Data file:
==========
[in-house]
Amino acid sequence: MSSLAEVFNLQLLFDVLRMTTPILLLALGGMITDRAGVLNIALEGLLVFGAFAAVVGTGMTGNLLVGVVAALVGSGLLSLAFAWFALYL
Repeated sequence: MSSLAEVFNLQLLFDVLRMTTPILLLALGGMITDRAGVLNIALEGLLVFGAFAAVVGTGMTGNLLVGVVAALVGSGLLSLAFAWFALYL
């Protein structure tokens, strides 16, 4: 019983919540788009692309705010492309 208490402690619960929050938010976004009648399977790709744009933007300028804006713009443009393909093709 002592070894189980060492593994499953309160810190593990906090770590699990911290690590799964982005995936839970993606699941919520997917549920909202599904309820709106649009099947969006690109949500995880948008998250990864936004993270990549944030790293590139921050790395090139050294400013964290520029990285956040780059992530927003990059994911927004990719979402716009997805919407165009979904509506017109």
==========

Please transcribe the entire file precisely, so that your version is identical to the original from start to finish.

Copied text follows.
[in-house]
Amino acid sequence: MSSLAEVFNLQLLFDVLRMTTPILLLALGGMITDRAGVLNIALEGLLVFGAFAAVVGTGMTGNLLVGVVAALVGSGLLSLAFAWFALYL
Repeated sequence: MSSLAEVFNLQLLFDVLRMTTPILLLALGGMITDRAGVLNIALEGLLVFGAFAAVVGTGMTGNLLVGVVAALVGSGLLSLAFAWFALYL
């Protein structure tokens, strides 16, 4: 019983919540788009692309705010492309 208490402690619960929050938010976004009648399977790709744009933007300028804006713009443009393909093709 002592070894189980060492593994499953309160810190593990906090770590699990911290690590799964982005995936839970993606699941919520997917549920909202599904309820709106649009099947969006690109949500995880948008998250990864936004993270990549944030790293590139921050790395090139050294400013964290520029990285956040780059992530927003990059994911927004990719979402716009997805919407165009979904509506017109």